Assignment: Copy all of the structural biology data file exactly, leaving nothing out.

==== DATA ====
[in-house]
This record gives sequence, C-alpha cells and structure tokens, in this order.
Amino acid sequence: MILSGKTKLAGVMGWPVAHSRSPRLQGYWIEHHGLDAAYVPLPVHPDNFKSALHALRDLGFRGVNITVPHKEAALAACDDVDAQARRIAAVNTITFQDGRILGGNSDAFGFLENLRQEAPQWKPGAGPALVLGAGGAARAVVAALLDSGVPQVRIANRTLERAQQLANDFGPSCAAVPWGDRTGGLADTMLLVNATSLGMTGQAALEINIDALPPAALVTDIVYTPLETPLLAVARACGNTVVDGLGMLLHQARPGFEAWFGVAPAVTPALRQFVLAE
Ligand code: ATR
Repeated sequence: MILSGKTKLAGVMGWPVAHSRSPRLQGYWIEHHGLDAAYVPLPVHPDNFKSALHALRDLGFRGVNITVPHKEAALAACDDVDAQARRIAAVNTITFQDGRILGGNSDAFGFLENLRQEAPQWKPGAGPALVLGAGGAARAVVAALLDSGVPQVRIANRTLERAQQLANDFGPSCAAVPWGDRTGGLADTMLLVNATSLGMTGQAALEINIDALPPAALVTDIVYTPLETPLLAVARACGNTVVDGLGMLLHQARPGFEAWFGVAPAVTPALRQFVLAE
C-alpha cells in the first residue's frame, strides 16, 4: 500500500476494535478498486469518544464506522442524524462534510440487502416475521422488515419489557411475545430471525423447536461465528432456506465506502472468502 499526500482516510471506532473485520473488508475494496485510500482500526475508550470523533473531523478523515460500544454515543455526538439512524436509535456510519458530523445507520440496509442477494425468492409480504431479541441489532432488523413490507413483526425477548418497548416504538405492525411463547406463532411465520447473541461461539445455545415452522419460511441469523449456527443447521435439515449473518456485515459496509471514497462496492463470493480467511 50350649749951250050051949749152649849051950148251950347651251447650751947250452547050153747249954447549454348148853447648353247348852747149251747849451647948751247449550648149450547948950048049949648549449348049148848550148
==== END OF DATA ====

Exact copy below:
[in-house]
This record gives sequence, C-alpha cells and structure tokens, in this order.
Amino acid sequence: MILSGKTKLAGVMGWPVAHSRSPRLQGYWIEHHGLDAAYVPLPVHPDNFKSALHALRDLGFRGVNITVPHKEAALAACDDVDAQARRIAAVNTITFQDGRILGGNSDAFGFLENLRQEAPQWKPGAGPALVLGAGGAARAVVAALLDSGVPQVRIANRTLERAQQLANDFGPSCAAVPWGDRTGGLADTMLLVNATSLGMTGQAALEINIDALPPAALVTDIVYTPLETPLLAVARACGNTVVDGLGMLLHQARPGFEAWFGVAPAVTPALRQFVLAE
Ligand code: ATR
Repeated sequence: MILSGKTKLAGVMGWPVAHSRSPRLQGYWIEHHGLDAAYVPLPVHPDNFKSALHALRDLGFRGVNITVPHKEAALAACDDVDAQARRIAAVNTITFQDGRILGGNSDAFGFLENLRQEAPQWKPGAGPALVLGAGGAARAVVAALLDSGVPQVRIANRTLERAQQLANDFGPSCAAVPWGDRTGGLADTMLLVNATSLGMTGQAALEINIDALPPAALVTDIVYTPLETPLLAVARACGNTVVDGLGMLLHQARPGFEAWFGVAPAVTPALRQFVLAE
C-alpha cells in the first residue's frame, strides 16, 4: 500500500476494535478498486469518544464506522442524524462534510440487502416475521422488515419489557411475545430471525423447536461465528432456506465506502472468502 499526500482516510471506532473485520473488508475494496485510500482500526475508550470523533473531523478523515460500544454515543455526538439512524436509535456510519458530523445507520440496509442477494425468492409480504431479541441489532432488523413490507413483526425477548418497548416504538405492525411463547406463532411465520447473541461461539445455545415452522419460511441469523449456527443447521435439515449473518456485515459496509471514497462496492463470493480467511 50350649749951250050051949749152649849051950148251950347651251447650751947250452547050153747249954447549454348148853447648353247348852747149251747849451647948751247449550648149450547948950048049949648549449348049148848550148